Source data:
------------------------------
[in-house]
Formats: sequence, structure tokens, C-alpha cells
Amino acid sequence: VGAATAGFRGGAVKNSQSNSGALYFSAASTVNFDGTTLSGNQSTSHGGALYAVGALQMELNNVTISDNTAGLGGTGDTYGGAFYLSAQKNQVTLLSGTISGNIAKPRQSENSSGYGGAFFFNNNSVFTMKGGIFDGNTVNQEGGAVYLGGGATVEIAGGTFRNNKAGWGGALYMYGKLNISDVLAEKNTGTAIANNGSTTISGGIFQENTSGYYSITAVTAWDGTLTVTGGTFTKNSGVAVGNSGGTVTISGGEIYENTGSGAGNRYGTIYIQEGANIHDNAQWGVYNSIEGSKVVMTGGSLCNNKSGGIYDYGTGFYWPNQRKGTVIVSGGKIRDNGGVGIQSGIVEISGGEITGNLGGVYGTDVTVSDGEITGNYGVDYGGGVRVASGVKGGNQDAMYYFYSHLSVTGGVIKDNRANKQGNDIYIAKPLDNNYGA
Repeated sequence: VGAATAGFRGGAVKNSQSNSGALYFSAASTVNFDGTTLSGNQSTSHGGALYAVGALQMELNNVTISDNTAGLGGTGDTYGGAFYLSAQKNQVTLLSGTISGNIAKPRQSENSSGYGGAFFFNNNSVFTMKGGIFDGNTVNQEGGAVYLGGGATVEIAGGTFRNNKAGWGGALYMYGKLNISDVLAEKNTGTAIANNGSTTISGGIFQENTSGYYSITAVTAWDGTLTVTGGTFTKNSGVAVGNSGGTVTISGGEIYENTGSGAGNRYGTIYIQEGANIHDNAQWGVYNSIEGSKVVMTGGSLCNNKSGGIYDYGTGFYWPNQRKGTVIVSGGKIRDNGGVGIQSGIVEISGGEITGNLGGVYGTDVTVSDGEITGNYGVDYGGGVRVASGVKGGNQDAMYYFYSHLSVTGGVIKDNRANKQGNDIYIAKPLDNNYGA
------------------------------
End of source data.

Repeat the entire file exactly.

[in-house]
Formats: sequence, structure tokens, C-alpha cells
Amino acid sequence: VGAATAGFRGGAVKNSQSNSGALYFSAASTVNFDGTTLSGNQSTSHGGALYAVGALQMELNNVTISDNTAGLGGTGDTYGGAFYLSAQKNQVTLLSGTISGNIAKPRQSENSSGYGGAFFFNNNSVFTMKGGIFDGNTVNQEGGAVYLGGGATVEIAGGTFRNNKAGWGGALYMYGKLNISDVLAEKNTGTAIANNGSTTISGGIFQENTSGYYSITAVTAWDGTLTVTGGTFTKNSGVAVGNSGGTVTISGGEIYENTGSGAGNRYGTIYIQEGANIHDNAQWGVYNSIEGSKVVMTGGSLCNNKSGGIYDYGTGFYWPNQRKGTVIVSGGKIRDNGGVGIQSGIVEISGGEITGNLGGVYGTDVTVSDGEITGNYGVDYGGGVRVASGVKGGNQDAMYYFYSHLSVTGGVIKDNRANKQGNDIYIAKPLDNNYGA
Repeated sequence: VGAATAGFRGGAVKNSQSNSGALYFSAASTVNFDGTTLSGNQSTSHGGALYAVGALQMELNNVTISDNTAGLGGTGDTYGGAFYLSAQKNQVTLLSGTISGNIAKPRQSENSSGYGGAFFFNNNSVFTMKGGIFDGNTVNQEGGAVYLGGGATVEIAGGTFRNNKAGWGGALYMYGKLNISDVLAEKNTGTAIANNGSTTISGGIFQENTSGYYSITAVTAWDGTLTVTGGTFTKNSGVAVGNSGGTVTISGGEIYENTGSGAGNRYGTIYIQEGANIHDNAQWGVYNSIEGSKVVMTGGSLCNNKSGGIYDYGTGFYWPNQRKGTVIVSGGKIRDNGGVGIQSGIVEISGGEITGNLGGVYGTDVTVSDGEITGNYGVDYGGGVRVASGVKGGNQDAMYYFYSHLSVTGGVIKDNRANKQGNDIYIAKPLDNNYGA